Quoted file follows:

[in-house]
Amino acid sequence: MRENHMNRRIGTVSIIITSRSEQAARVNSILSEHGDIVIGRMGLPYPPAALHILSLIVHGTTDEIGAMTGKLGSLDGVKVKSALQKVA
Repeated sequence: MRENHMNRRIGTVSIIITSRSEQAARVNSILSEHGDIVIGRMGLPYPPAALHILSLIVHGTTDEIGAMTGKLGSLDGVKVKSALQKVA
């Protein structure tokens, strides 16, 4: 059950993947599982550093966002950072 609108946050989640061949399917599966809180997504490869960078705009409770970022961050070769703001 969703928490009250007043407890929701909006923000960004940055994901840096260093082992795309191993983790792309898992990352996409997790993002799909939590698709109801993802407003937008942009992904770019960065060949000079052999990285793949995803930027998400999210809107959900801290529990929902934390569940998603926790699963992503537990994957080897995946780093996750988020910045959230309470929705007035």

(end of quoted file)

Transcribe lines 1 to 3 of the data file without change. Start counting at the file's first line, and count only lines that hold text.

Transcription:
[in-house]
Amino acid sequence: MRENHMNRRIGTVSIIITSRSEQAARVNSILSEHGDIVIGRMGLPYPPAALHILSLIVHGTTDEIGAMTGKLGSLDGVKVKSALQKVA
Repeated sequence: MRENHMNRRIGTVSIIITSRSEQAARVNSILSEHGDIVIGRMGLPYPPAALHILSLIVHGTTDEIGAMTGKLGSLDGVKVKSALQKVA